Residency Unlimited

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Press |
May, 2017

Residency Unlimited: Stay Focused! in Execute Magazine

Execute Magazine interviews RU Founder and Executive Director Nathalie Anglès. (click for the original post)

1. Can you explain what you mean by ‘Unlimited Residencies’?

The word “unlimited” in Residency Unlimited (RU) references our intention from day 1 to provide as performative a platform as possible in terms of support to the artists participating in our program. When RU was founded in 2009,  we opted form the start to set up an alternative residency model that operated differently from a conventional studio program where artists are invited to occupy a work space to create new work as in the notion of a traditional residency. With RU, the primary focus was never so much about the occupation of space but to foster a more expansive approach that would allow us to actively and simultaneously work across multiple platforms whilst incorporating collaboration as a key element of our work methodology.

2. How did this program get started and how has it evolved?

RU’s mission is to foster customized residencies for local and international artists and curators at all stages of their career through partnerships and collaboration. It got started because prior to RU I had worked in other residency institutions both in France and New York. Based on accumulated experience I was interested in developing a different residency format that would be based on customization and collaboration as opposed to studio space. The New York context lent itself well to this.
At the start of RU, we had minimal resources and no space of our own. Thanks to the generous support of the Lower Manhattan Cultural Council (LMCC) we worked for the first year from an office space in the Financial District before moving in October 2010 to our current space in Brooklyn which functions as a work space but also serves for public programming. RU is located in Caroll Gardens in quite a unique setting inside the nave of a landmark church building with a huge stain glass window and 60 ft high ceiling. The space is not very large but certainly very spacious from a vertical standpoint! Artists are invited to use  our shared workspace. This is where they will meet the art professionnals we connect them to on a weekly basis. Each artist receives technical support when necessary and is invited to participate in a group show or an event at the end of their residency. The  selection process is rigorous involving the RU staff and jurors determined by the international sponsors (mainly institutional) that fund the residencies of artists from their home country. RU also does open calls for New York based and American artists. But all in all each artist receives funding to participate  in our program and benefit from our support.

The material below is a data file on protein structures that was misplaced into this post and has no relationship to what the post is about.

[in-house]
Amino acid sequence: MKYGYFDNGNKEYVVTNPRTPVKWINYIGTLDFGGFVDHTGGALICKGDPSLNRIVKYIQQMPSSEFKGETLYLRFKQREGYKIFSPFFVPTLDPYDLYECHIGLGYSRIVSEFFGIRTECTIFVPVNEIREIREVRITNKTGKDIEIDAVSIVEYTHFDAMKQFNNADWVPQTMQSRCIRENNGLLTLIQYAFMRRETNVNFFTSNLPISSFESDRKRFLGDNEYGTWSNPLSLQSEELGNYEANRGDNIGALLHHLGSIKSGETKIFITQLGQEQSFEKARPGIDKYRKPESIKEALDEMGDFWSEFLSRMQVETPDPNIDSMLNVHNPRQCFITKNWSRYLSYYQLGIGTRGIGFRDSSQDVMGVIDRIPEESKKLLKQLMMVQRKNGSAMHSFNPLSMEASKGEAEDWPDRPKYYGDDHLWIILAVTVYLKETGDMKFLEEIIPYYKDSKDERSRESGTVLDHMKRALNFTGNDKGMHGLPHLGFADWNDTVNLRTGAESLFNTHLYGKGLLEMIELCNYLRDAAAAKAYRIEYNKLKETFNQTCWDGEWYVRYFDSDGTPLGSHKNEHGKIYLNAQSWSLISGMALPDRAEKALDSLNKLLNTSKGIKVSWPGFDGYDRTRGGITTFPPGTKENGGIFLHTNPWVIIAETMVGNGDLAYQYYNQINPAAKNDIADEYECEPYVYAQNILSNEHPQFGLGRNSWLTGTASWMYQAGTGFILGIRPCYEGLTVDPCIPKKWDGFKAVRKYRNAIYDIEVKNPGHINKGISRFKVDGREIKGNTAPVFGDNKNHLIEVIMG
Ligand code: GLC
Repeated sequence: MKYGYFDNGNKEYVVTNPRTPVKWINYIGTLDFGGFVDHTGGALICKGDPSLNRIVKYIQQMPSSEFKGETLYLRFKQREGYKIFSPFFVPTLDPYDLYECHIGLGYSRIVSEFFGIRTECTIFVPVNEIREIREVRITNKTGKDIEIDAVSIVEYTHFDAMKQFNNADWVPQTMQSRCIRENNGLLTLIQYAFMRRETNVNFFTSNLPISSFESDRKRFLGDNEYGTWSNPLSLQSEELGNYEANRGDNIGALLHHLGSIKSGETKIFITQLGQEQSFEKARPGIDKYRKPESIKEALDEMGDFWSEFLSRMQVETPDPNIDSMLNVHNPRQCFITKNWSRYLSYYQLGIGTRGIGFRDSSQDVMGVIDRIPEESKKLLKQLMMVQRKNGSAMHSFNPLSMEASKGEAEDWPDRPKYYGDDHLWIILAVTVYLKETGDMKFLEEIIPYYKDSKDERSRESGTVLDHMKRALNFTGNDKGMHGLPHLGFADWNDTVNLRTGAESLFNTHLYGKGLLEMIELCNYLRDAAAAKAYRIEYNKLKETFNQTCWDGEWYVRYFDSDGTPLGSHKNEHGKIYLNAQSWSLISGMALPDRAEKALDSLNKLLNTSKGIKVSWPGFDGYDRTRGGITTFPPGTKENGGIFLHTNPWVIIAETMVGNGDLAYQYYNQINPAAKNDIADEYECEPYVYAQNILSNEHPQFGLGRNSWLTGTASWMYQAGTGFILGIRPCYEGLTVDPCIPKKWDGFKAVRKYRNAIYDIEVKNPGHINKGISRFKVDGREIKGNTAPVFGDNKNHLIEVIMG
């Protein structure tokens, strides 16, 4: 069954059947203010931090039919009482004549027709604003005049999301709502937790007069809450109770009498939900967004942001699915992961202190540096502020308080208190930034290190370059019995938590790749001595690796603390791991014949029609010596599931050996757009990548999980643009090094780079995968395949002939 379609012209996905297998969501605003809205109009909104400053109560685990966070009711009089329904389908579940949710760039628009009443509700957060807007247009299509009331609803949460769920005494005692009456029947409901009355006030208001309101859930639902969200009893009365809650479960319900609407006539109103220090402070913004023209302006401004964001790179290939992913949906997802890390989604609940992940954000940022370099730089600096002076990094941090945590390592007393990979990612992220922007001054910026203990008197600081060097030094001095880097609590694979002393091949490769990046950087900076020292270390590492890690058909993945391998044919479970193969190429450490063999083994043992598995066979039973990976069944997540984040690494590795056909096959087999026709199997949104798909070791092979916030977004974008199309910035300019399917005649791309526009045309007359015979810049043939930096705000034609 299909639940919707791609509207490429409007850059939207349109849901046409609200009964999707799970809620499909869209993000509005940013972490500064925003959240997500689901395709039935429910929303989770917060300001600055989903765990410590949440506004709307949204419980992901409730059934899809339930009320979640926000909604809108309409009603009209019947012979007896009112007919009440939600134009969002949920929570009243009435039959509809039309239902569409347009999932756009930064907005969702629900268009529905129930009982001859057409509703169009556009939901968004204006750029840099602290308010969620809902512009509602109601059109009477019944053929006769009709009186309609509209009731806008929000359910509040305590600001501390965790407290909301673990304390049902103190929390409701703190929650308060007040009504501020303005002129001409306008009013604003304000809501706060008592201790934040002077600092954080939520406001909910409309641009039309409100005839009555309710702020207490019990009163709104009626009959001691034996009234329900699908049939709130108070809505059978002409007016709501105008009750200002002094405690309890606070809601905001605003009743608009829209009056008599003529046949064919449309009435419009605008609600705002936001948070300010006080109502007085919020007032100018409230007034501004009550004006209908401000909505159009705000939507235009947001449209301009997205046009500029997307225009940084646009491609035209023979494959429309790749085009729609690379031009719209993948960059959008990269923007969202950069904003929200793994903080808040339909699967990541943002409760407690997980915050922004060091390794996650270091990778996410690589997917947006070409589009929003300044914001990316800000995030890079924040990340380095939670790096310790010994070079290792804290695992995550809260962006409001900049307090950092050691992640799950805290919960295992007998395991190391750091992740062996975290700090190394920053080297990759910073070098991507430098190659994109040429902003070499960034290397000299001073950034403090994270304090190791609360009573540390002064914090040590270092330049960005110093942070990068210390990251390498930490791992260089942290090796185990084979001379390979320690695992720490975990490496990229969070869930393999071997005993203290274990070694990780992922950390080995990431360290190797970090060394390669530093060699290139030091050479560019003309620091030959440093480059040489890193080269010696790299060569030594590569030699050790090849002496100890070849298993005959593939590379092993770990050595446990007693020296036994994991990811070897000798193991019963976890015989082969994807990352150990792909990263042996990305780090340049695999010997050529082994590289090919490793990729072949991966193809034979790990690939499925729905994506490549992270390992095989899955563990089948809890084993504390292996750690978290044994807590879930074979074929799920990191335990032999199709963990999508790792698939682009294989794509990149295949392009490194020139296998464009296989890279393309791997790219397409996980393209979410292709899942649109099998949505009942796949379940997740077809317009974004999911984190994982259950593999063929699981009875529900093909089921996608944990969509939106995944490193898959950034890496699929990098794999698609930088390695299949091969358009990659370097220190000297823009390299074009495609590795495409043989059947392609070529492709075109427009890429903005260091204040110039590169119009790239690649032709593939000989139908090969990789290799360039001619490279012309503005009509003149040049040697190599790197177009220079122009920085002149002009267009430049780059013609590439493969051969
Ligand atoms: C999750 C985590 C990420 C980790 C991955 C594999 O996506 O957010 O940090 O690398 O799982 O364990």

When you start a residency program there are all kinds of questions to think about. Here are a few questions we asked ourselves:
-what kinds of facilities are necessary for a residency framework in a city like New York where other studio programs exist?
-Is it necessary to have a permanent site or even to own one?
-What about sharing resources with other institutions  if you have minimal resources of your own?
The RU model was designed to respond to the of New York City. Through the partnerships we develop we are able to activate resources other than our own, and increase the network capacity for participating artists. So for example we partner with other residency programs to place RU artists in an individual when RU’s shared workspace is not appropriate for such and such a practice.
We collaborate with venues where we organize exhibitions of new work by our artists. We also collaborate with a hospital and a community based organization for certain projects that require such a context. Each year we collaborate with Visual Aids to bring over a curator from another country that we select together to work on HIV/Aids related issues. It may seem confusing but it is really very straightforward.  This way of working requires a great deal flexibility from the staff and the artists – at times the artists will navigate between different locations- but once you get it the benefits are tremendous for each party involved. I believe that this way of working mirrors the New York context.